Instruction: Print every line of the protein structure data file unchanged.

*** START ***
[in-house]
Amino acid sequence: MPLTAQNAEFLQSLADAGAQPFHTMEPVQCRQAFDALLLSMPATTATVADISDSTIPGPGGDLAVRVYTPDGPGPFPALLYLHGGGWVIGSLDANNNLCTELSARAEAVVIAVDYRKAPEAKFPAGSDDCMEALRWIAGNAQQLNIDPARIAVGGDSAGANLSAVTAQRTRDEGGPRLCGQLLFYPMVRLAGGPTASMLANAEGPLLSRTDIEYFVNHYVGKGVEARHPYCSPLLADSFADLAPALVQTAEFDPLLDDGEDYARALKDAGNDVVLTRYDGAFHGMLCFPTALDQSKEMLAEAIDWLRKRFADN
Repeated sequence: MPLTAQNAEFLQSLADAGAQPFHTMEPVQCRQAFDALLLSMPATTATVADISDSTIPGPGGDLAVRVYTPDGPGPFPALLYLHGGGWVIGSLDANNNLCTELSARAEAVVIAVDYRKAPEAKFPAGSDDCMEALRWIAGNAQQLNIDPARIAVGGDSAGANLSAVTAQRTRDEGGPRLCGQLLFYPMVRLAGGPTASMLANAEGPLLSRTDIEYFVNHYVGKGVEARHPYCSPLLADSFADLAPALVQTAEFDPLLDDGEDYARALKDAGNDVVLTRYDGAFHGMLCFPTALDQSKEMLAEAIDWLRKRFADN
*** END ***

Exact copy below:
[in-house]
Amino acid sequence: MPLTAQNAEFLQSLADAGAQPFHTMEPVQCRQAFDALLLSMPATTATVADISDSTIPGPGGDLAVRVYTPDGPGPFPALLYLHGGGWVIGSLDANNNLCTELSARAEAVVIAVDYRKAPEAKFPAGSDDCMEALRWIAGNAQQLNIDPARIAVGGDSAGANLSAVTAQRTRDEGGPRLCGQLLFYPMVRLAGGPTASMLANAEGPLLSRTDIEYFVNHYVGKGVEARHPYCSPLLADSFADLAPALVQTAEFDPLLDDGEDYARALKDAGNDVVLTRYDGAFHGMLCFPTALDQSKEMLAEAIDWLRKRFADN
Repeated sequence: MPLTAQNAEFLQSLADAGAQPFHTMEPVQCRQAFDALLLSMPATTATVADISDSTIPGPGGDLAVRVYTPDGPGPFPALLYLHGGGWVIGSLDANNNLCTELSARAEAVVIAVDYRKAPEAKFPAGSDDCMEALRWIAGNAQQLNIDPARIAVGGDSAGANLSAVTAQRTRDEGGPRLCGQLLFYPMVRLAGGPTASMLANAEGPLLSRTDIEYFVNHYVGKGVEARHPYCSPLLADSFADLAPALVQTAEFDPLLDDGEDYARALKDAGNDVVLTRYDGAFHGMLCFPTALDQSKEMLAEAIDWLRKRFADN